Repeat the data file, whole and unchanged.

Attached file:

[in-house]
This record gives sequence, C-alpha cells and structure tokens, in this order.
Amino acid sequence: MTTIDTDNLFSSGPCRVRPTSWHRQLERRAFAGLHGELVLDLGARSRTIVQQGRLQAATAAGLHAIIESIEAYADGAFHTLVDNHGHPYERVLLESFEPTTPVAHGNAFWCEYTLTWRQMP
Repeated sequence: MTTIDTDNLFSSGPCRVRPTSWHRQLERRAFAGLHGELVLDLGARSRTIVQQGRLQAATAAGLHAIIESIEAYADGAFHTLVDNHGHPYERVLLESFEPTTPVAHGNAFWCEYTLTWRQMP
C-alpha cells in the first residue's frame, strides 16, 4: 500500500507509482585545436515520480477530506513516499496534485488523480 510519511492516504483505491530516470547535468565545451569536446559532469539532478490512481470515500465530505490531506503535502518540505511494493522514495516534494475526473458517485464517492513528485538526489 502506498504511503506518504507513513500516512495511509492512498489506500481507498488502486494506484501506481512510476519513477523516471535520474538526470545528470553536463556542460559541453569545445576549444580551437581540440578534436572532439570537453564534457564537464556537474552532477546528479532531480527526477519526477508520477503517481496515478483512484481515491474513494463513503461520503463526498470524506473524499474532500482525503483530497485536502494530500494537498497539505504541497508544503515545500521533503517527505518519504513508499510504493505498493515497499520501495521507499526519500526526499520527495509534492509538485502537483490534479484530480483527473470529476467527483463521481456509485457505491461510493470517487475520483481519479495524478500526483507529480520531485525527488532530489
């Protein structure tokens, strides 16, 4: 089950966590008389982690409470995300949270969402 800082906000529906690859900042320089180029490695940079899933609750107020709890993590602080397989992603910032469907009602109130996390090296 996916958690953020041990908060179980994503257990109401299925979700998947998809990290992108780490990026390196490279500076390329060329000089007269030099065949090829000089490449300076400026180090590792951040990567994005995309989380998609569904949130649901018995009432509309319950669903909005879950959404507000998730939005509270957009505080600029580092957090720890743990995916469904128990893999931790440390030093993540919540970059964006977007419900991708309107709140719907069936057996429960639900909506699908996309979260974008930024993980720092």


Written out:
[in-house]
This record gives sequence, C-alpha cells and structure tokens, in this order.
Amino acid sequence: MTTIDTDNLFSSGPCRVRPTSWHRQLERRAFAGLHGELVLDLGARSRTIVQQGRLQAATAAGLHAIIESIEAYADGAFHTLVDNHGHPYERVLLESFEPTTPVAHGNAFWCEYTLTWRQMP
Repeated sequence: MTTIDTDNLFSSGPCRVRPTSWHRQLERRAFAGLHGELVLDLGARSRTIVQQGRLQAATAAGLHAIIESIEAYADGAFHTLVDNHGHPYERVLLESFEPTTPVAHGNAFWCEYTLTWRQMP
C-alpha cells in the first residue's frame, strides 16, 4: 500500500507509482585545436515520480477530506513516499496534485488523480 510519511492516504483505491530516470547535468565545451569536446559532469539532478490512481470515500465530505490531506503535502518540505511494493522514495516534494475526473458517485464517492513528485538526489 502506498504511503506518504507513513500516512495511509492512498489506500481507498488502486494506484501506481512510476519513477523516471535520474538526470545528470553536463556542460559541453569545445576549444580551437581540440578534436572532439570537453564534457564537464556537474552532477546528479532531480527526477519526477508520477503517481496515478483512484481515491474513494463513503461520503463526498470524506473524499474532500482525503483530497485536502494530500494537498497539505504541497508544503515545500521533503517527505518519504513508499510504493505498493515497499520501495521507499526519500526526499520527495509534492509538485502537483490534479484530480483527473470529476467527483463521481456509485457505491461510493470517487475520483481519479495524478500526483507529480520531485525527488532530489
């Protein structure tokens, strides 16, 4: 089950966590008389982690409470995300949270969402 800082906000529906690859900042320089180029490695940079899933609750107020709890993590602080397989992603910032469907009602109130996390090296 996916958690953020041990908060179980994503257990109401299925979700998947998809990290992108780490990026390196490279500076390329060329000089007269030099065949090829000089490449300076400026180090590792951040990567994005995309989380998609569904949130649901018995009432509309319950669903909005879950959404507000998730939005509270957009505080600029580092957090720890743990995916469904128990893999931790440390030093993540919540970059964006977007419900991708309107709140719907069936057996429960639900909506699908996309979260974008930024993980720092």